As is true for any marginalized group, it’s crucial for people with disabilities to have allies. We need people to stand alongside us and help us fight for our rights, but we also need them to allow us to dictate what we want and need. Earlier this year, I attended Jewish Disability Advocacy Day, an annual event that brought nearly 200 Jewish advocates to Washington, D.C., to lobby members of Congress on disability-related legislation. For me, one of the most-heartening parts of the day was seeing my fellow disabilities self-advocates, in addition to all of our wonderful allies.

Today, as assistant director of the Union for Reform Judaism’s Presidential Disabilities Inclusion Initiative, I work with many people with disabilities, and many people of all abilities who are allies to the disabilities community. Every person I encounter is passionate about the rights of people with disabilities. When I work with people who do not have disabilities but advocate on behalf of those who do, I remind them that the most important thing they can do on behalf of people with disabilities is to listen to our needs. Do not assume what we need; ask us what we need.

One of the overarching mantras of the disabilities self-advocacy community is “Nothing about us without us.” It’s vital that those of us with disabilities are the ones leading the charge, dictating what we need, and guiding disabilities policy. This is one of the reasons I’m proud to be a part of the Ruderman Family Foundation’s Link20 Self-Advocacy Network.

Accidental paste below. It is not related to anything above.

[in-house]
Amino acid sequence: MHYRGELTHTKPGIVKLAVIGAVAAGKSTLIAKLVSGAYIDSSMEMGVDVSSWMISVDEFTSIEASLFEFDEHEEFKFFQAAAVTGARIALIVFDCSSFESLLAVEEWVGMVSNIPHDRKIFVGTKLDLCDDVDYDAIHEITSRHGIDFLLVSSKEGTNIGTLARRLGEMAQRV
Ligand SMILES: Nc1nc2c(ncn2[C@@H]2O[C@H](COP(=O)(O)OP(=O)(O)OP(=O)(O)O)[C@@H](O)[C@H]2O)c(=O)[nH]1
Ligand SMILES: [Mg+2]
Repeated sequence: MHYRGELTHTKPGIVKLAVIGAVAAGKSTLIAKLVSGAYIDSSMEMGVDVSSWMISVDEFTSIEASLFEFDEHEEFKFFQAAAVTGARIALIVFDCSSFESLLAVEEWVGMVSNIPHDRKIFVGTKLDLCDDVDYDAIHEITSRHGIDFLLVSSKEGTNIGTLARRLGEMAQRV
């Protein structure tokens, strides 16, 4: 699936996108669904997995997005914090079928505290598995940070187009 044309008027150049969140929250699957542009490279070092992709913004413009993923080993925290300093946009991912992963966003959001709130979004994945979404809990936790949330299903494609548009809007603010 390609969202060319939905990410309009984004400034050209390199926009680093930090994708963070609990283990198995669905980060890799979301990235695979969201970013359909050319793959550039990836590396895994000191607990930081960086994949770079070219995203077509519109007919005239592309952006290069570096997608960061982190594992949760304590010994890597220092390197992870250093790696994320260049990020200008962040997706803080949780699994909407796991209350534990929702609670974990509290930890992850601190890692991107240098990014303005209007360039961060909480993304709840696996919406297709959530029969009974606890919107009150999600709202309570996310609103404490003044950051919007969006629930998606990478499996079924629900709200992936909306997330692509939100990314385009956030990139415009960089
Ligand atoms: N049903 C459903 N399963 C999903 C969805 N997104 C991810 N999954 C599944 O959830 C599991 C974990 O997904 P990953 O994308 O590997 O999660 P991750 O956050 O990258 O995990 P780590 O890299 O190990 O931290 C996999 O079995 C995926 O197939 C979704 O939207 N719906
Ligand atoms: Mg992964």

My parents gave me the greatest gift anybody can give a person with a disability: the ability and courage to become a self-advocate. For a long time, I didn’t envision myself attending college, let alone attending graduate school and becoming an educator and self-advocate. I’m thankful to my parents for instilling in me the skills and confidence to advocate for myself, for always being an ally to me, and for knowing that the best way they could stand by me was to push me to advocate for my own needs.

February is Jewish Disability Awareness and Inclusion Month (JDAIM), a unified initiative to raise disability awareness and support efforts to foster inclusion in Jewish communities worldwide. The Union for Reform Judaism is proud to partner with the Ruderman Family Foundation to ensure full inclusion and participation of people with disabilities and their families in every aspect of Reform Jewish life. Visit the Disabilities Inclusion Learning Center to learn more.

Joseph D. Robbins is assistant director of the Presidential Disabilities Inclusion Initiative at the Union for Reform Judaism. Previously, he was program manager for the URJ-Ruderman Disabilities Inclusion Initiative. He has a master’s degree in the teaching of English from Columbia Teachers College and a masters in educational leadership from the Davidson School at the Jewish Theological Seminary. He is a professional poet, a teaching artist, and founder of the Artists Fighting Cancer network.  You can find out more about Joseph at www.josephdrobbins.com.

Joseph D. Robbins